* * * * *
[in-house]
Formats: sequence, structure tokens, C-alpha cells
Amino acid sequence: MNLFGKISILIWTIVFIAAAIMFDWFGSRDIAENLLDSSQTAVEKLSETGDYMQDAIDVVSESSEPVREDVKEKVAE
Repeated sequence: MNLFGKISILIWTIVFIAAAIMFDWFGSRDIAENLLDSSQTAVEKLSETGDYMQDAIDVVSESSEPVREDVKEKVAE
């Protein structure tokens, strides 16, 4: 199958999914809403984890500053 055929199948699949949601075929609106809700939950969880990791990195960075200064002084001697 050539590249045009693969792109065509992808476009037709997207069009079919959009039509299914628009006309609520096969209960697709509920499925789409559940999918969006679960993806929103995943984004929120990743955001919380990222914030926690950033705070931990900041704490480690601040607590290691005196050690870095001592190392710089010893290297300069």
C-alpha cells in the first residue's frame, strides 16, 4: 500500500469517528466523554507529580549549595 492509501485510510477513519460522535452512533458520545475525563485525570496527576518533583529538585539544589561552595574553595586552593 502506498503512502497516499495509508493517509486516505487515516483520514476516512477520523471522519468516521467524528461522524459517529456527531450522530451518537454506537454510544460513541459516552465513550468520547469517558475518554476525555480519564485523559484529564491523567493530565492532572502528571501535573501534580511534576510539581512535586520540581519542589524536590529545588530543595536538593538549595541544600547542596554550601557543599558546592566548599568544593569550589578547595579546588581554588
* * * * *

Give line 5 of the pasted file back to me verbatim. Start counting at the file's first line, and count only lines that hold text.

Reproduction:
């Protein structure tokens, strides 16, 4: 199958999914809403984890500053 055929199948699949949601075929609106809700939950969880990791990195960075200064002084001697 050539590249045009693969792109065509992808476009037709997207069009079919959009039509299914628009006309609520096969209960697709509920499925789409559940999918969006679960993806929103995943984004929120990743955001919380990222914030926690950033705070931990900041704490480690601040607590290691005196050690870095001592190392710089010893290297300069």